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Old 11-15-2012, 11:39 AM   #9
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If you were limping along on 4psi boost you are going to love the improvement in fuel mileage & performance.
Not sure why oil would degrade welded seals, so I'm assuming there is a gasket setup in the seam between manifolds & fin/tube array. If true, I'd spend some calories getting replacement gaskets or making them. Some sheet neoprene would work for base material, ~1/8th".
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Old 11-15-2012, 10:07 PM   #10
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Replying to EngineerMike's comment: At this point I have read so may threads and talked to so many people that seem to have conflicting information, I'm not sure how to separate fact from fiction.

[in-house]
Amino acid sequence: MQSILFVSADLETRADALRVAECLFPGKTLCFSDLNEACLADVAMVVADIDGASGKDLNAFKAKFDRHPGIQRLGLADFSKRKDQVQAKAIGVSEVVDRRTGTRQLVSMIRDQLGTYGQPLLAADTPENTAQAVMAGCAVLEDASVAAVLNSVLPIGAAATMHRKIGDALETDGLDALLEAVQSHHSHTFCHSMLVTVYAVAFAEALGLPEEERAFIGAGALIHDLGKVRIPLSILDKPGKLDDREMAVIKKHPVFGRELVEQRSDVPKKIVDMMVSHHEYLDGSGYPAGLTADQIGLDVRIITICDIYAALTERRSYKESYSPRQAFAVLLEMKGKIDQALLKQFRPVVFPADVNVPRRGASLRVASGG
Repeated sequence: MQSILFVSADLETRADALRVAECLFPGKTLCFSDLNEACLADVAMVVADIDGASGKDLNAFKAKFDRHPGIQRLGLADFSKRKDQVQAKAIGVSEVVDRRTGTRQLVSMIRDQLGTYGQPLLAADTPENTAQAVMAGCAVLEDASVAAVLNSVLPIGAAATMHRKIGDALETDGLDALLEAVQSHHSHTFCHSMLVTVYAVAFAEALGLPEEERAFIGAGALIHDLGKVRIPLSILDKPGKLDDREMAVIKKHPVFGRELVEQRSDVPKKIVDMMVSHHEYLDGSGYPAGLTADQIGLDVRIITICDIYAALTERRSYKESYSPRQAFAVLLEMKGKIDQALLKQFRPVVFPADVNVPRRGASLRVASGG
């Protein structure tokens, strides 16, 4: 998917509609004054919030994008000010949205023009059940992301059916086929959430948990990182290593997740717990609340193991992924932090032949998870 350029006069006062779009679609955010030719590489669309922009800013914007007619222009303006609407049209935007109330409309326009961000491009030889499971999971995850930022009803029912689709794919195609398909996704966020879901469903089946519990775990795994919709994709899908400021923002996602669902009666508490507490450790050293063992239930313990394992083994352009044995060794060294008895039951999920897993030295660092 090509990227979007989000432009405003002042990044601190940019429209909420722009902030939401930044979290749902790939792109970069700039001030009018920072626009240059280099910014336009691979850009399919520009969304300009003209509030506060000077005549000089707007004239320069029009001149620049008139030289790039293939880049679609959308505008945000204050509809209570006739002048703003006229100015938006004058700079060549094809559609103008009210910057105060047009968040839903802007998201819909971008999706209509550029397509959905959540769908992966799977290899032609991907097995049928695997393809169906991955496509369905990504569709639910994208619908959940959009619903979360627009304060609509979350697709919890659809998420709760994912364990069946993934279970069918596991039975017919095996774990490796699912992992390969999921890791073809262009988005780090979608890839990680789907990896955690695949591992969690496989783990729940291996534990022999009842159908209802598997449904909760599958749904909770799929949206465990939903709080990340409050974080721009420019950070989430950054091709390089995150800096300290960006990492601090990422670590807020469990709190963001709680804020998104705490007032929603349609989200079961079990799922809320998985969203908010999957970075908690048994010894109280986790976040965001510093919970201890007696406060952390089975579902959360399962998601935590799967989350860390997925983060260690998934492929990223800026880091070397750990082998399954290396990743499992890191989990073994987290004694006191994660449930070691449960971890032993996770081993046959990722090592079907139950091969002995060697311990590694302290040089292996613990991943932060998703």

One thing I don't understand is how my coach performed at all with a very badly leaking CAC. I had good power climbing over mountain passes and good fuel mileage of 8.4 mpg with my 36' Alpine pulling my 3900 lb Ford ranger. My VMSpc read a boost of up to 21 on long climbs. I guess the turbo just puts out enough volume to give enough boost even with the bad leaks. I was shocked when I attemped to do a leak down test and my 3 hp compressor couldn't produce more than 4 psi. When I soaped the CAC it looked like a bubble machine, leaking at every tube at the header plates.